I count myself fortunate to have lived and gardened most my life in the Deep South–and to have also lived and gardened in the North. Had I never moved North, I would have known, in an intellectual way, about the seasons above the Mason Dixon Line, but I would not have really understood. To state the obvious, the weather and thus, the gardening, is just different in the North. I currently live on the New Jersey Shore–and things are especially diffent in northern beach towns.
My friends in the South will find it hard to believe that this area almost closes entirely for winter. I have learned that about this time each year, the garden centers begin screeching to a halt. Two weeks ago [in mid-July], I made a trip to Lowe’s. It had rained the night before, and in the garden center, a bit of a breeze had cooled things significantly. I discovered that all the shrubs were on sale and was surprised that I was the only person garden shopping that day. As I walked around the Garden Center, I noted that things had begun to take on that eery quietness that I have come to associate with autumn here. I could actually feel the summer’s ending. If I had shut my eyes, I could easily have imagined fireplaces burning and leaves beginning to fall. Mid-Juy, but I could definitely sense that cool weather was not far away.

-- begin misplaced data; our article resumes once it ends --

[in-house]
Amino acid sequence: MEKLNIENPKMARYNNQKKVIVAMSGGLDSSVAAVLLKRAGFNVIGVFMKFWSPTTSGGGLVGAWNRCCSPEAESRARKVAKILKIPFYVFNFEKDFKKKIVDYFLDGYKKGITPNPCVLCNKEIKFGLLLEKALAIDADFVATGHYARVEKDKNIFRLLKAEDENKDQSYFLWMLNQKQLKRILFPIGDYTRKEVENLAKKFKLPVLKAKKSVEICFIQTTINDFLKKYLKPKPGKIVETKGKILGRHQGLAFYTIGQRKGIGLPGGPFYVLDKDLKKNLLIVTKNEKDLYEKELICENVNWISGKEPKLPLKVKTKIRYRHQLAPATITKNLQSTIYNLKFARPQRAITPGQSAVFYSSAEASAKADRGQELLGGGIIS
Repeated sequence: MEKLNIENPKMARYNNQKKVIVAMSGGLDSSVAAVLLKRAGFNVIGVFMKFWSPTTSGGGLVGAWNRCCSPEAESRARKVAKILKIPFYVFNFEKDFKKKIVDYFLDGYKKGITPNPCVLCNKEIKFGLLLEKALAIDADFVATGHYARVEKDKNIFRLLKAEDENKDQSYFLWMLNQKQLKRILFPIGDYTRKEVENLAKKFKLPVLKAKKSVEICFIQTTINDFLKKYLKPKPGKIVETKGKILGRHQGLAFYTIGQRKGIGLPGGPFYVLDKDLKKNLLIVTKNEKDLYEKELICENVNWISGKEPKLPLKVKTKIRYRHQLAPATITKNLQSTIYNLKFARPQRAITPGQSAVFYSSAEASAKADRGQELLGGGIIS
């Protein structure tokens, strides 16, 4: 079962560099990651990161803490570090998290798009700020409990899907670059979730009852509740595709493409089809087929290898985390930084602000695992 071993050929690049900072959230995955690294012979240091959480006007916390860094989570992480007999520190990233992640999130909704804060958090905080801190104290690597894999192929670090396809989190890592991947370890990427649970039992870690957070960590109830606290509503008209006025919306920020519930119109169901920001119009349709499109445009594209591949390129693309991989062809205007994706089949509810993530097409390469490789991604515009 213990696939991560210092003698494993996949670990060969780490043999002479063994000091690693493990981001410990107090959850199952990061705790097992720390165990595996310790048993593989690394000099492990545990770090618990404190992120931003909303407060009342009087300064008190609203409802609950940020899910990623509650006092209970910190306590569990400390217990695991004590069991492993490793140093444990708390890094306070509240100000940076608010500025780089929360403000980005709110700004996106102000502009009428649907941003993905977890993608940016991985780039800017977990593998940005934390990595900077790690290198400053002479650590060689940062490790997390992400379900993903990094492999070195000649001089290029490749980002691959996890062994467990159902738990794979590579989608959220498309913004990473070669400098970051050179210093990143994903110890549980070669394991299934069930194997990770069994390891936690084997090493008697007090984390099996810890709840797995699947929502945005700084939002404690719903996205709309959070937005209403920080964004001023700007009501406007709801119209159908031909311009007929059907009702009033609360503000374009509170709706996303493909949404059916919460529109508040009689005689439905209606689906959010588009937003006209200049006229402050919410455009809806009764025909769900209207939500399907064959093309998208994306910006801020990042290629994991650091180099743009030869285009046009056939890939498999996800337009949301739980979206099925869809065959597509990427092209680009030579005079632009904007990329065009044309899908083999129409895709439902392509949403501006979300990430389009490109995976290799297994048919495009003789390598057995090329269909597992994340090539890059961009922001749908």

Upon the arrival of August, I began to detect a slowing down of the blooming of my brilliant summer flowers. In spite of the fact that the massive and brilliant hardy hibiscus had begun blooming, the calliope of color was over, and the mood of the garden was more reserved than it had been a month earlier. I could tell that my garden had begun to mellow and had begun to take on a jewel-like autumn glow.